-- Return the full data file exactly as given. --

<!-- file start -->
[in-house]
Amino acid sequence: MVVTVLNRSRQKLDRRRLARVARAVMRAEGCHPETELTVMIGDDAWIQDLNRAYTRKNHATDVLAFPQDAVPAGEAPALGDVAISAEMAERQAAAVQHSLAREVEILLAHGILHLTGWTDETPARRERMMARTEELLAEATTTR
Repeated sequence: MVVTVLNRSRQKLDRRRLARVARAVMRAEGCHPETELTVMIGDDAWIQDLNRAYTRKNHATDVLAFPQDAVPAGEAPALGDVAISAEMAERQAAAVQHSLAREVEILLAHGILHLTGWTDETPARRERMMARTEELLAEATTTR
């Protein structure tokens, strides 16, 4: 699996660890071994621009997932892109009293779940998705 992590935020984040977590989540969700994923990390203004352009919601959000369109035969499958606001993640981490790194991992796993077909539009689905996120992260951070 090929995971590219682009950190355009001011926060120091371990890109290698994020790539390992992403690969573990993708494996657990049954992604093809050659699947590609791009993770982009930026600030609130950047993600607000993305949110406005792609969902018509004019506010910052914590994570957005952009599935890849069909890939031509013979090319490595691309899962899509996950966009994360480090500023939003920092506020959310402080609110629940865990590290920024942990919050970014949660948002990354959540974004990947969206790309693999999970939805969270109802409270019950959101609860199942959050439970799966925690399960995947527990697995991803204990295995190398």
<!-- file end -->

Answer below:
[in-house]
Amino acid sequence: MVVTVLNRSRQKLDRRRLARVARAVMRAEGCHPETELTVMIGDDAWIQDLNRAYTRKNHATDVLAFPQDAVPAGEAPALGDVAISAEMAERQAAAVQHSLAREVEILLAHGILHLTGWTDETPARRERMMARTEELLAEATTTR
Repeated sequence: MVVTVLNRSRQKLDRRRLARVARAVMRAEGCHPETELTVMIGDDAWIQDLNRAYTRKNHATDVLAFPQDAVPAGEAPALGDVAISAEMAERQAAAVQHSLAREVEILLAHGILHLTGWTDETPARRERMMARTEELLAEATTTR
């Protein structure tokens, strides 16, 4: 699996660890071994621009997932892109009293779940998705 992590935020984040977590989540969700994923990390203004352009919601959000369109035969499958606001993640981490790194991992796993077909539009689905996120992260951070 090929995971590219682009950190355009001011926060120091371990890109290698994020790539390992992403690969573990993708494996657990049954992604093809050659699947590609791009993770982009930026600030609130950047993600607000993305949110406005792609969902018509004019506010910052914590994570957005952009599935890849069909890939031509013979090319490595691309899962899509996950966009994360480090500023939003920092506020959310402080609110629940865990590290920024942990919050970014949660948002990354959540974004990947969206790309693999999970939805969270109802409270019950959101609860199942959050439970799966925690399960995947527990697995991803204990295995190398």